What precisely “post-PC” means will be tough to assess until a decade or so from now, when the change has been fully digested. At the moment, the most concrete meaning is that people are using different devices--tablets, mostly--for activities that once were done on personal computers.
But that shift also means device purchasing trends are changing, so the most significant immediate consequence of the post-PC era is a shift in user preferences for appliances. Over time, the phrase is likely to take on new meanings, as other end user behavioral changes occur, and as the framework of computing shifts to a cloud-based mode.
In fact, since several changes seem to be happening at once, it is harder to describe the ultimate impact. Though cloud computing, apps, tablets and smartphones might be considered distinct developments, they probably are not, and someday might be seen as related to some larger trend for which we will have a commonly accepted name. For now, all we can say is that things are changing.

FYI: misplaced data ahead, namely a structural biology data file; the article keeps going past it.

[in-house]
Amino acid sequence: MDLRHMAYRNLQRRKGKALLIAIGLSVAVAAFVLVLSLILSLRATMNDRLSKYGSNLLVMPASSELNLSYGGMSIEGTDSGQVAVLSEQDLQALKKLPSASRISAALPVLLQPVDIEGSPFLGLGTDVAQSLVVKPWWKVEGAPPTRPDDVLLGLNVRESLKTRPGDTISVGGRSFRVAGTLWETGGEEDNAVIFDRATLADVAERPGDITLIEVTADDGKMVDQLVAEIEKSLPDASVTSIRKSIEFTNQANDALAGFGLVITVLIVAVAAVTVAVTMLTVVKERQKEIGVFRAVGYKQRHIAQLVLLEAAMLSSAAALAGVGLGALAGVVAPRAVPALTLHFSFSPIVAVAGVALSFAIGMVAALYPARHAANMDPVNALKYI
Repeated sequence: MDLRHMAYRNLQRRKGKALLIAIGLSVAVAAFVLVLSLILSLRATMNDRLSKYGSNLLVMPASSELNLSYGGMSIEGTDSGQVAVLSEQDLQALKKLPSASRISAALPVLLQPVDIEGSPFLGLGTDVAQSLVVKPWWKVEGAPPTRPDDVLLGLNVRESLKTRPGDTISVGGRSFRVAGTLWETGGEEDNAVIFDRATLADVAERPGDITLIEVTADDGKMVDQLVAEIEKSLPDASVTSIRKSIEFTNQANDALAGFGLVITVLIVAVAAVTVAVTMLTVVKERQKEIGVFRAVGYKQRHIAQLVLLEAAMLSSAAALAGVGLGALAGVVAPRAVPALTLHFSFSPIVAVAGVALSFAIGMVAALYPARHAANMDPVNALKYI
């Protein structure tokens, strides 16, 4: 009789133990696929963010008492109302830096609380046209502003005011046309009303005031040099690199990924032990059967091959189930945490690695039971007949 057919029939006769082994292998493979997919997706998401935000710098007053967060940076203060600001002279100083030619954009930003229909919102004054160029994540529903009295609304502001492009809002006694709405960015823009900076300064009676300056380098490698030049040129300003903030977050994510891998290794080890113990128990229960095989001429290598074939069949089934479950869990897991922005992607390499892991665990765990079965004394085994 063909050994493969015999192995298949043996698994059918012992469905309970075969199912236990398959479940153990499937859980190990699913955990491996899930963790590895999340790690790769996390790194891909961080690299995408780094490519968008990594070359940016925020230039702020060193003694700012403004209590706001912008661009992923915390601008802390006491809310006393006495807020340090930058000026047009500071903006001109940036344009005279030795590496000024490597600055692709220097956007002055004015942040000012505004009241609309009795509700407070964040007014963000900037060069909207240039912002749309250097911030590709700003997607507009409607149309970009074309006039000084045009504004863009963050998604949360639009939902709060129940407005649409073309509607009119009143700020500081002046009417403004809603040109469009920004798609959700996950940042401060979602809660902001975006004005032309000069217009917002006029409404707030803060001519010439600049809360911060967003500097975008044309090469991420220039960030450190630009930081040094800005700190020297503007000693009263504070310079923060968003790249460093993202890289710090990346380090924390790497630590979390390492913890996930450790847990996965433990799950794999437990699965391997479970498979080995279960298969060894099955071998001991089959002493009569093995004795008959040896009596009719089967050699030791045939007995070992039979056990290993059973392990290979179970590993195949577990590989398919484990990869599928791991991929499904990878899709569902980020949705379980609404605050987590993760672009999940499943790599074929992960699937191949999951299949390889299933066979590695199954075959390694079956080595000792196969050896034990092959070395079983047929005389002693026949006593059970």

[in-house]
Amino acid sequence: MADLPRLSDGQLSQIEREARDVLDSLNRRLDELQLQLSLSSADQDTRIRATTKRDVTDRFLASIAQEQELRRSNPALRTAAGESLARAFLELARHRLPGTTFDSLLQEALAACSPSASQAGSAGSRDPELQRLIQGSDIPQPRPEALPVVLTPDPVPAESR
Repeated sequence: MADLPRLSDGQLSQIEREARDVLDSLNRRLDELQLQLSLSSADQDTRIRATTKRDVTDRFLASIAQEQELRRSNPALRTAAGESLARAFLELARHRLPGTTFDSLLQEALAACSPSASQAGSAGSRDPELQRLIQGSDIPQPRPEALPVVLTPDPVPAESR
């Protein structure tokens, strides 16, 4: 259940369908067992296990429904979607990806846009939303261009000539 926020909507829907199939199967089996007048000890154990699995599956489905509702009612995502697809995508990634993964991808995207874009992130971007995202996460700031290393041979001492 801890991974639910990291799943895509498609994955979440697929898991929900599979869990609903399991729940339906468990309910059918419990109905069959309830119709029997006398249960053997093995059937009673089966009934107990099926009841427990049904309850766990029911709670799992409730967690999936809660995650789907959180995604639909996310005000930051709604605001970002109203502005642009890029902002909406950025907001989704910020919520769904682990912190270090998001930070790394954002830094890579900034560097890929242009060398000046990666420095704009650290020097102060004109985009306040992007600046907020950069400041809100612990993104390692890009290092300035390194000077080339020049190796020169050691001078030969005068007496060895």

Tablet ownership in Western Europe, for example, is set to quadruple in the next five years, according to Forrester Research analyst Reineke Reitsma.
The percentage of European online adults who own a tablet will increase from 14 percent in 2012 to 55 percent in 2017, according to Forrester Research forecasts, after doubling in 2012.
So far, we remain in the early adopter phase, though. Today, tablets are most popular with those 18 to 24, with 25 percent of online consumers in that age group now owning a tablet. Tablet ownership also skews in the direction of technology enthusiasts, at the moment.
Also, up to this point, income has been an issue. About 24 percent of high-income European online consumers have a tablet, compared with 15 percent of online low-income consumers. But that will change as newer form factors bearing smaller price tags are made available by a greater range of suppliers.
The ways tablets get used also hints at the direction of the post-PC trend. At least so far, the tablet is a supplement or complement to other Internet-using devices.
Many tablet owners also own a laptop and a smartphone, for example. European online consumers mostly use their tablets in their living rooms, for example. They use their smartphones when out and about and their notebooks for work. At least so far, the tablet is a shared-use device.
About 66 percent of tablet owners share their tablet with partners, co-workers, children, or friends, Forrester Research says. That could change with time. PCs once were shared devices in homes, but these days are more likely to be personal devices as are smartphones.
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